Type and Component Naming

The naming of almost everything else can be found within ISO 4157-1, which defines how to name:  General designation codes, buildings, storeys, parts of storeys, floors, and load-bearing structural elements.


…using ISO 4157-1

The naming (referred to as designation in this standard) of types and components can be found within ISO 4157-1, it requires a primary and additional designator which I have used as follows:

  • Type:  <IfcType><Numerals in running order> e.g. DoorType01
  • Component: <IfcSubtype><numerals in running order> e.g Door01

This naming convention has already been applied to parts of my information model like my Door and Window Schedule Drawing which I produced when I discussed my Outstanding Openings.  However, further development work is needed to reflect this information correctly within COBie. This is because the USA’s National BIM Standard states that Component.Name should be consistent with the name that appears my schedules.  Meaning that each door in COBie should be named Door01, Door02… to suit what appears in my door schedule.


Level Naming

The numbering (referred to as designation in this standard) of floors can also be found within ISO 4157-1, which is simply a running number.  This (surprisingly) aligns well with the BS 1192 naming convention with specifies a two-digit sequential number for floor levels.

However, I have also chosen to name my floors, and have done so following the component naming listen above to get:  Floor 00, Floor 01, and Floor 02.  Note:  This is different from my storeys which are Storey 1, Storey 2, and Storey 3 respectively.


Space Naming

The naming (referred to as designation) of rooms and spaces can be found within ISO 4157-2, which is as follows:

Rooms:  <Floor number><Numerals in running order> e.g. 101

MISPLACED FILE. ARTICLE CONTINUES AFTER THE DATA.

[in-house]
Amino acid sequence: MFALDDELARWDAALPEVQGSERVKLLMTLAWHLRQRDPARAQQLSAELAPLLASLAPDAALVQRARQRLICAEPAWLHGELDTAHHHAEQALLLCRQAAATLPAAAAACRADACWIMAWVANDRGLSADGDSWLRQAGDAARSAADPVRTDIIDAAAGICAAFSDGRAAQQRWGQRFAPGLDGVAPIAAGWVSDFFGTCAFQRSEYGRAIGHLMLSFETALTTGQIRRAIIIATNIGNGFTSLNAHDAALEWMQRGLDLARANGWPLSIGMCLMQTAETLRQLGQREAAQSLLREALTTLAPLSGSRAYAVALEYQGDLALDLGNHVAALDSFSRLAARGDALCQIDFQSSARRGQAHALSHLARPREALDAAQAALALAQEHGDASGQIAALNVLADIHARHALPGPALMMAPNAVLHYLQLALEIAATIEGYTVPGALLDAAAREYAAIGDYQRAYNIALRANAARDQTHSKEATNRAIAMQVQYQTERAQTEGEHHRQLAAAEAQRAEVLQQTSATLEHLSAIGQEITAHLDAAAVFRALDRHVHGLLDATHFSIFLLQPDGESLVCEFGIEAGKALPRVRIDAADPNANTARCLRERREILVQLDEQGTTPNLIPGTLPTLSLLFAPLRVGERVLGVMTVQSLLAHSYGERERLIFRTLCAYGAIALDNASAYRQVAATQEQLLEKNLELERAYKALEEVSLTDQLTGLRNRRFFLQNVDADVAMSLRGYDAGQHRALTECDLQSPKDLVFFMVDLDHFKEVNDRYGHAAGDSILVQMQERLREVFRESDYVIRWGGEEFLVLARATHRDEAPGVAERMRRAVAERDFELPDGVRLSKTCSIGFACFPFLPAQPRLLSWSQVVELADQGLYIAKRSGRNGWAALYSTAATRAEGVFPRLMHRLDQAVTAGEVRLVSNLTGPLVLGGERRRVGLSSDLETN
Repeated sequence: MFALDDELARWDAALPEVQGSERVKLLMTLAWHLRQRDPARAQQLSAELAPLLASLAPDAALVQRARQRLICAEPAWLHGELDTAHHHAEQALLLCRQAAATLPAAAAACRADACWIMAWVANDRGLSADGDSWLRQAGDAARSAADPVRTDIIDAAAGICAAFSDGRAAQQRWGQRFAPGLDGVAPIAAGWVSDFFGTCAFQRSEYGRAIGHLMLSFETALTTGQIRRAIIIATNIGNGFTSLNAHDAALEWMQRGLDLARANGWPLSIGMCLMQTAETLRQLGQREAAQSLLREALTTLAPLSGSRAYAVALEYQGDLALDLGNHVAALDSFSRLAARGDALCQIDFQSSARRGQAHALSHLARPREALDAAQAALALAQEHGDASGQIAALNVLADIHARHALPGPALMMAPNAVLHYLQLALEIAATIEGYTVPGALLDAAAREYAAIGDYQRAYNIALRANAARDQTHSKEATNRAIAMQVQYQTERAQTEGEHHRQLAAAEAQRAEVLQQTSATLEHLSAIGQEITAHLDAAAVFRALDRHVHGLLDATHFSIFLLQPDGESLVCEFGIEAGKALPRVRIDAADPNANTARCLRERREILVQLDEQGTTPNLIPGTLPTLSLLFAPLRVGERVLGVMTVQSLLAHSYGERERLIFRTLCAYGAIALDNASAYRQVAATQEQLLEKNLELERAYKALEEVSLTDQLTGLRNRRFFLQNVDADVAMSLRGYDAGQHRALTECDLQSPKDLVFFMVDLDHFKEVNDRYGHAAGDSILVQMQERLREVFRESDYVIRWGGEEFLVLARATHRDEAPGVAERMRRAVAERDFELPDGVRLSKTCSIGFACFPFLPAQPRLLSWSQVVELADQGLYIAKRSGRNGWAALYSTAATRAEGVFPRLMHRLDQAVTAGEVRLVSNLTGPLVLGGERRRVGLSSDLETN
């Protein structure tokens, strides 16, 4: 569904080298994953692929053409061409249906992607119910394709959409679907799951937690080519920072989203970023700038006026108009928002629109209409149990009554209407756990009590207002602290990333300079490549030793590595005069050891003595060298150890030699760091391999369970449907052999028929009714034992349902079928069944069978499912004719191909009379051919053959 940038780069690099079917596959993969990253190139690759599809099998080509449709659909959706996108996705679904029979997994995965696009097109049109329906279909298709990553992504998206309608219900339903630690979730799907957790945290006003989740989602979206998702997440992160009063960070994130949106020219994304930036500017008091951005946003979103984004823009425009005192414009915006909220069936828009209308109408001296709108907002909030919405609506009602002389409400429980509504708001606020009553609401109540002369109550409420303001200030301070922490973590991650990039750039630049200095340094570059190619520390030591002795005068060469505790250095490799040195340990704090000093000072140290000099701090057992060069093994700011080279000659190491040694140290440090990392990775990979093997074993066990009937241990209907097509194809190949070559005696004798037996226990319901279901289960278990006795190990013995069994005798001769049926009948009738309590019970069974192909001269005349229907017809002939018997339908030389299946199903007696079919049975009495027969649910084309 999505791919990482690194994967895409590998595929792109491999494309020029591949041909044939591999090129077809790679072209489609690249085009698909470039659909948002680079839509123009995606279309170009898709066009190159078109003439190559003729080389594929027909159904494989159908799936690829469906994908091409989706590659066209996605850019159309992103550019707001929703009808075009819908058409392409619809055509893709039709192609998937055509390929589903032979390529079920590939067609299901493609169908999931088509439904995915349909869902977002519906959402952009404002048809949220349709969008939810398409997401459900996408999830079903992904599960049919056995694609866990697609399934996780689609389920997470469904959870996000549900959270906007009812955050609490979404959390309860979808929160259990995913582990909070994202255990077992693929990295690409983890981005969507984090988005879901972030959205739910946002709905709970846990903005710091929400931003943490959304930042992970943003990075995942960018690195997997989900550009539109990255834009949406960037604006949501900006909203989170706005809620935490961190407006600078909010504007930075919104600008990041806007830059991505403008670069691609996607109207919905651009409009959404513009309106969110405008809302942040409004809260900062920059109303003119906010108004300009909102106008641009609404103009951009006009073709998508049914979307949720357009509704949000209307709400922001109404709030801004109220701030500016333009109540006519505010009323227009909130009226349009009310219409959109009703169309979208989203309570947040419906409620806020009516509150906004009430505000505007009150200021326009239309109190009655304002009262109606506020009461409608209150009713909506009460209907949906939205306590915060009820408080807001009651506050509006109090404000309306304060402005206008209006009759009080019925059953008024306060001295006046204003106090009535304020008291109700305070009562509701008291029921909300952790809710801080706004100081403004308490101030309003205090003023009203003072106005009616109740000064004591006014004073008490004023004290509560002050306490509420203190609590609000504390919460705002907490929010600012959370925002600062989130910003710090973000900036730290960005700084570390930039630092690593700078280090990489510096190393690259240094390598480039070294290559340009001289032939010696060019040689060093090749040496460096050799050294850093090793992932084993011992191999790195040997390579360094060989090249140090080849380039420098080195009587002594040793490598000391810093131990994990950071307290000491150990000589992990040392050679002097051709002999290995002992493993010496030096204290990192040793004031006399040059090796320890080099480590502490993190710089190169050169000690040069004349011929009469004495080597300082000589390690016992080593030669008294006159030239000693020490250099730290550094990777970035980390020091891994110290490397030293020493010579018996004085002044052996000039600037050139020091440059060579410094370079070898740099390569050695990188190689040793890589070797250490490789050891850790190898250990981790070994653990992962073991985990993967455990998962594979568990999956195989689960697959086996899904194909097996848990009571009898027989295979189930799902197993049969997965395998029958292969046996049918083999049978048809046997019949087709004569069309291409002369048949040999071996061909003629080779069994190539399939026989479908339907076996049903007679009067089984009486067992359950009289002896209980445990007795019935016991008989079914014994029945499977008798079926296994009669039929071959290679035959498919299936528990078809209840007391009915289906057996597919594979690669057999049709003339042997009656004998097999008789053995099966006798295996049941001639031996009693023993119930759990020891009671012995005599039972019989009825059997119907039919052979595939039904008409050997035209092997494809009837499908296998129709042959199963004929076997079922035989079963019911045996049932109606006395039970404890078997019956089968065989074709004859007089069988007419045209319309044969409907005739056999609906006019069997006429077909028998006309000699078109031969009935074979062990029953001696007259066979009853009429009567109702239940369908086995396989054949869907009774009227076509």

This has already been applied to my information model and can be seen in both my graphical model and in my COBie files.  Easy.


Property and Attribute Naming

The naming of properties can be found within BS 8541-4, which requires the use of CamelCase (just like Hashtag writing #CamelCaseMakesItEasierToRead) and an indication of the data type expected.  For example, if you take a look at the properties I have used from my previous post on Classical Conditioning three properties were being focused on:

AssessmentDate, when the assessment was completed YYYY-MM-DD;
AssessmentDescription, qualiative description of the assessment; and
AssessmentCondition, the condition:  Very Poor, Poor, Adequate, Good, or AsNew.

By suffixing Assessment with ‘Date’, ‘Description’, or ‘Condition’, it suggests the data type that should be expected to populate each property.  Luckily for me, all the properties I have used are available in the IFC Schema.  However, if I ever found I was lacking, this convention is how I would create those additional properties.


Title block Naming

The naming (referred to as designation) of title blocks can be found ISO 5457, which is as follows:

Title blocks:  <Descr.>-<Standard>-<Size><Trimmed>-<Material>-<Side>-<Pattern*>

This has already been applied to my title blocks when I formed my original templates

Title Block.JPG


Text Naming

The naming (referred to as designation) of text styles can be found within ISO 3098-0, which is as follows:

Text Styles:  “Lettering ISO 3098-1” – <Type> <Spacing><Incline><Alphabet> – <Size>

This text style naming convention has now been applied to my graphical models. However, due to Revit’s vile terrible horrible improving text formatting capability, I have to include an additional field to indicate whether the text is bold, italic, or underlined as a suffix.



Line Naming

The naming (referred to as designation) of line styles can be found within ISO 128-20, which is as follows:

Line styles:  “LineISO128-20” – <Type> x <Width> / <Colour*>

However, Revit annoyingly unfortunately doesn’t allow you to rename system line styles. While I could recreate all my lines styles following this convention, I do not consider this worthwhile.  If/when I need to create specific line styles, those user-defined line styles will follow this naming convention.